Nerissa Regnier, 45, who had M.S., passed away in December from complications due to COVID-19 after being denied the vaccine and monoclonal antibody treatment.
Her family is now suing Kaiser Permanente after doctors refused to give her the vaccine despite continued requests.
Husband Devin Regnier, and their three children, announced they are filing a wrongful death suit against a Kaiser Permanente hospital for refusing the vaccine and then denying her monoclonal antibody treatment after she became infected, according to ABC 7.
The family’s attorney, Annee Della Donna, said that last February, Regnier was placed on a new regimen of medication for the autoimmune disease Multiple Sclerosis.
Regnier was told the three COVID-19 vaccines were not an option for her because they contained a “live virus,” a statement that is not valid.
“None of the vaccines authorized for use in the U.S. contain a live virus. mRNA and viral vector vaccines are the two types of currently authorized COVID-19 vaccines available,” according to the CDC.
Attorneys say Regnier asked for the vaccine seven times over the next six months but continued to be told she could not receive a live vaccine with each request.
Della Donna claims that Kaiser Permanente did not give her proper medical care. The healthcare provider gave her antibiotics and steroids and denied her monoclonal antibody treatment.
“When you’re immunocompromised, you need the COVID-19 vaccine,” Della Donna said.
In August, Regnier contacted her neurologist, who told her she needed the vaccine.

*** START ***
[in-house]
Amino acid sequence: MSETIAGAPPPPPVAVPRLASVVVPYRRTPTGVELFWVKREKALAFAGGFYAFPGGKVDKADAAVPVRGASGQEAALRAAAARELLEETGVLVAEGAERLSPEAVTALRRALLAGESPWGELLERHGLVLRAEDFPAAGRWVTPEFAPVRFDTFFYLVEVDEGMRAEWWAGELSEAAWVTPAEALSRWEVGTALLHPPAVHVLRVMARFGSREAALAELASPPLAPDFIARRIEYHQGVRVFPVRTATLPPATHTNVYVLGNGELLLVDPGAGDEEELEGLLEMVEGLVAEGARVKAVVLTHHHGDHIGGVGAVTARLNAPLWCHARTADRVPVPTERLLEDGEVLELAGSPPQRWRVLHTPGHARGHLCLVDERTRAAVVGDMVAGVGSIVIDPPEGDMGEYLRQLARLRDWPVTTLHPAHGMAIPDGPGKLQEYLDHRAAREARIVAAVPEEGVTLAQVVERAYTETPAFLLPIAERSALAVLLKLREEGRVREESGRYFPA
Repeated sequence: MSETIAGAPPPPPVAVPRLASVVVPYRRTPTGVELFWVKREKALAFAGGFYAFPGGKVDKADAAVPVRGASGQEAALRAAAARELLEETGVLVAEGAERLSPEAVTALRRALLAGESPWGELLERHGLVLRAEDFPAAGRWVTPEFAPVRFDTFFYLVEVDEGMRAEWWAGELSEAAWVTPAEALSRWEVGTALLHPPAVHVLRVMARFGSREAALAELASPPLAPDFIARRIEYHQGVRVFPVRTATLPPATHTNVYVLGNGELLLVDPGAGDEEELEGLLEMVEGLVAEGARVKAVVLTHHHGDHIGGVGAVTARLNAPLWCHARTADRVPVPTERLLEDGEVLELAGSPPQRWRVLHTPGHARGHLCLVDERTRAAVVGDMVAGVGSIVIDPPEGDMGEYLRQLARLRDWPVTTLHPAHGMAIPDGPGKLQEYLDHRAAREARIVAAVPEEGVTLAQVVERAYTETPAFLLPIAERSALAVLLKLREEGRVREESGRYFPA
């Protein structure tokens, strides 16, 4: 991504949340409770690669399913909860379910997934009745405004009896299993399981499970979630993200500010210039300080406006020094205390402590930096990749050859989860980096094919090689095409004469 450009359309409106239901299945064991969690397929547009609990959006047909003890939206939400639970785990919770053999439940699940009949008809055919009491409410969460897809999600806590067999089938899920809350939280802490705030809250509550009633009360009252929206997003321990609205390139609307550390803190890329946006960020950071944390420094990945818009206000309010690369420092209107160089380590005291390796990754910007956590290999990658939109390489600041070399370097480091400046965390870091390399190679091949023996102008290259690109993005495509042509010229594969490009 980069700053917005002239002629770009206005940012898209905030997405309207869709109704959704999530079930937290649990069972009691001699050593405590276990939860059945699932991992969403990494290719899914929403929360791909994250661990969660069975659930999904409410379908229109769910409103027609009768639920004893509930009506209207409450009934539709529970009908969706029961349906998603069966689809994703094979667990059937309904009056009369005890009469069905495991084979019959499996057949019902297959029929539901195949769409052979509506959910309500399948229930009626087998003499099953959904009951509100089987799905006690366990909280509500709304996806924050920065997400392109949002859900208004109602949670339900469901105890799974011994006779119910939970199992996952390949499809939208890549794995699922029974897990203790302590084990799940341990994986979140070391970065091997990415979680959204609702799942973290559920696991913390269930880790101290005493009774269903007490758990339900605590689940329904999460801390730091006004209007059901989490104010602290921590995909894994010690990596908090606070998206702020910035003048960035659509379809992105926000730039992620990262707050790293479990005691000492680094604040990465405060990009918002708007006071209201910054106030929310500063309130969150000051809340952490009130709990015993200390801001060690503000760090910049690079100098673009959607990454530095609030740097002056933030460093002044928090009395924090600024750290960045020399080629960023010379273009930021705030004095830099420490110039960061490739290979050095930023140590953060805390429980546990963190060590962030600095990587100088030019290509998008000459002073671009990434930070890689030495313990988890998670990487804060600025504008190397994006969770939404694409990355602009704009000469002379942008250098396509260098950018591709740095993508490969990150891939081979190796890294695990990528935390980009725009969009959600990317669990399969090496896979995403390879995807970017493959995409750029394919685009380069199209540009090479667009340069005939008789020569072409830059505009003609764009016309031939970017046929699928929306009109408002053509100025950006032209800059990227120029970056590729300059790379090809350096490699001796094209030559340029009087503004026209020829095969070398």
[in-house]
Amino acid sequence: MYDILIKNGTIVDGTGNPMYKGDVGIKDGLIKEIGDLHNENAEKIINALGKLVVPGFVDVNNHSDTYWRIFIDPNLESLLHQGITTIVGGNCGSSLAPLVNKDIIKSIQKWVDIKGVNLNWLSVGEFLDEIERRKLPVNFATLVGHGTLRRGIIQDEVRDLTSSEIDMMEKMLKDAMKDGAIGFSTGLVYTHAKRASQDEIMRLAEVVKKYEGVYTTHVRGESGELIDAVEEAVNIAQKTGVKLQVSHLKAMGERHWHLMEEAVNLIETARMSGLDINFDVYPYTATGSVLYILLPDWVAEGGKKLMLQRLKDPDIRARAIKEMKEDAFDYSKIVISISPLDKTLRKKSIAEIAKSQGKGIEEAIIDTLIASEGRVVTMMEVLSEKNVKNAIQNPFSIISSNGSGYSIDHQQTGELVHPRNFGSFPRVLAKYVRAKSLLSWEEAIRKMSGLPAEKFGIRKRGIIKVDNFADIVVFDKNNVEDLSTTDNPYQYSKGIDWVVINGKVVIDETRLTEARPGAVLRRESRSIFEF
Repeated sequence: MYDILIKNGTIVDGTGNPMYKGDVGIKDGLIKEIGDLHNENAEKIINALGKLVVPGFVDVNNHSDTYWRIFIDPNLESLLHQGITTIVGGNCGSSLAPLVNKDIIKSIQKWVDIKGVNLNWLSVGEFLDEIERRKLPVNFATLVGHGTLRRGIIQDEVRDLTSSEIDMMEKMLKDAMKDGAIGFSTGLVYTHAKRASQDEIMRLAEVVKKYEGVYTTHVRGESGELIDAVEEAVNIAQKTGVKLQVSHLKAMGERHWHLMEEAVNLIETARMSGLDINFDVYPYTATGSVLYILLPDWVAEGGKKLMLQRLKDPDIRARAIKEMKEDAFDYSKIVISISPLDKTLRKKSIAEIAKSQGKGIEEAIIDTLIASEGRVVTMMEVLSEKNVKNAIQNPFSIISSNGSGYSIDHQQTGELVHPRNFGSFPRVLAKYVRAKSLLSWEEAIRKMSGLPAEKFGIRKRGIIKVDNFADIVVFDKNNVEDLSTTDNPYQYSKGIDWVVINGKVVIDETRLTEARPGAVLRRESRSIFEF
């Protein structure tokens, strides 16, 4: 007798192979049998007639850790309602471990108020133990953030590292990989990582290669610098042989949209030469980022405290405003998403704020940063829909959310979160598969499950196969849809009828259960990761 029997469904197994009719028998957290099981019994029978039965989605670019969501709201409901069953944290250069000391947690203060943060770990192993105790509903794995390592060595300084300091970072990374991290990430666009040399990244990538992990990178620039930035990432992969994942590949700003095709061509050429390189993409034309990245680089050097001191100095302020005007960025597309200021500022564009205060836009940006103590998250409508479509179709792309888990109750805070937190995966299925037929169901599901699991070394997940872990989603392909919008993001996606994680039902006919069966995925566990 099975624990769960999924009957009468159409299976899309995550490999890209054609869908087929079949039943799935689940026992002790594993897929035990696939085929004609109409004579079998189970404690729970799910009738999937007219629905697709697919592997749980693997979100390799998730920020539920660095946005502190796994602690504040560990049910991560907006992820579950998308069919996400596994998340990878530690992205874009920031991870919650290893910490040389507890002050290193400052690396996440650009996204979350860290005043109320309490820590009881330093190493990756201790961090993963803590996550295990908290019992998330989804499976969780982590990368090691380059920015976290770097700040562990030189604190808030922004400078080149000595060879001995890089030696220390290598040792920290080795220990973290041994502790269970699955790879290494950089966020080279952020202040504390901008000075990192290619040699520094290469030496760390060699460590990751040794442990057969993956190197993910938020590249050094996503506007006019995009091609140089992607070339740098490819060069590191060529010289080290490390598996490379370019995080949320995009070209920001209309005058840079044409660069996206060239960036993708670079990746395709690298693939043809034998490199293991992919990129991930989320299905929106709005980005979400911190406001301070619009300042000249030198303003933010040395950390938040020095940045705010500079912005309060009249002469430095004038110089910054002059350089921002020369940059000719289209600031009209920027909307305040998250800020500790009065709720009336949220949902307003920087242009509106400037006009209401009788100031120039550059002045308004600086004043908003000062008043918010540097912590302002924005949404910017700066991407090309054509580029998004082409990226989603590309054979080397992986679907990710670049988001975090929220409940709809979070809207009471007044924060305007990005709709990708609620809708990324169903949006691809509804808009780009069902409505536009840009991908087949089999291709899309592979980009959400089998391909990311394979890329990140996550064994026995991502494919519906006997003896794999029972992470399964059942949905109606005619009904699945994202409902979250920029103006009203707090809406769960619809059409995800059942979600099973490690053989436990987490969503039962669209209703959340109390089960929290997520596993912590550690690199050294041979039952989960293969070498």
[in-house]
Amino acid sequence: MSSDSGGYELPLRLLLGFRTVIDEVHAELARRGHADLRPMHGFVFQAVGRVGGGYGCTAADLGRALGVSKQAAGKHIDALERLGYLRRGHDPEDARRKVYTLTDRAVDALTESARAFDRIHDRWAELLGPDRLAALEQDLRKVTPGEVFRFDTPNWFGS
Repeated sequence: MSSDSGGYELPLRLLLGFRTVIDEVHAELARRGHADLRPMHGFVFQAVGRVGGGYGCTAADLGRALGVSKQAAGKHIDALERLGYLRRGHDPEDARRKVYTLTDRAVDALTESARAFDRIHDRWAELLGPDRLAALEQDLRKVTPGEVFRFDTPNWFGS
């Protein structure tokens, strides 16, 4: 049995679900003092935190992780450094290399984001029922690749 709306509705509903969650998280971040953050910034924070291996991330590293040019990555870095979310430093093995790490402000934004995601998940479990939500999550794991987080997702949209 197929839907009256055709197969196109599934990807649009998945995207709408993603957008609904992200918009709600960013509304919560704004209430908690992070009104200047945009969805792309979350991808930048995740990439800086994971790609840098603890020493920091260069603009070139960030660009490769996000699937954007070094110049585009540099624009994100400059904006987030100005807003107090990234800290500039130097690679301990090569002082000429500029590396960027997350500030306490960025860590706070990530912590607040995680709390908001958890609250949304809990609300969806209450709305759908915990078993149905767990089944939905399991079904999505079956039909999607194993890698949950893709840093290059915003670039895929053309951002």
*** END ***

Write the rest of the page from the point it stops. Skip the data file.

“Two days later, she runs over to Kaiser to get the COVID vaccine, and she’s feeling symptoms, so they test her, and she’s got COVID,” Della Donna said.
Regnier’s husband took her to nearby Hoag Memorial Hospital for treatment. According to the family’s legal team, she was told it was too late for the monoclonal antibody treatment when they arrived.
Della Donna said that Regnier was stabilized at Hoag and then taken back to Kaiser, where she later died.
All of those around her knew Regnier as a healthy individual who lived a normal life. She kept her M.S. under control with two infusions of medicine a year.
On Wednesday, the family gathered together for a conference to announce the impending suit to spread the word that even people with compromised immune systems should get vaccinated against COVID-19.
“This is a public service announcement. If you’re told you shouldn’t get the vaccine because it’s a live vaccine, that’s just flat-out wrong,” Della Donna said.
The National Multiple Sclerosis Society recommends patients with M.S. get vaccinated against COVID-19 to protect their health.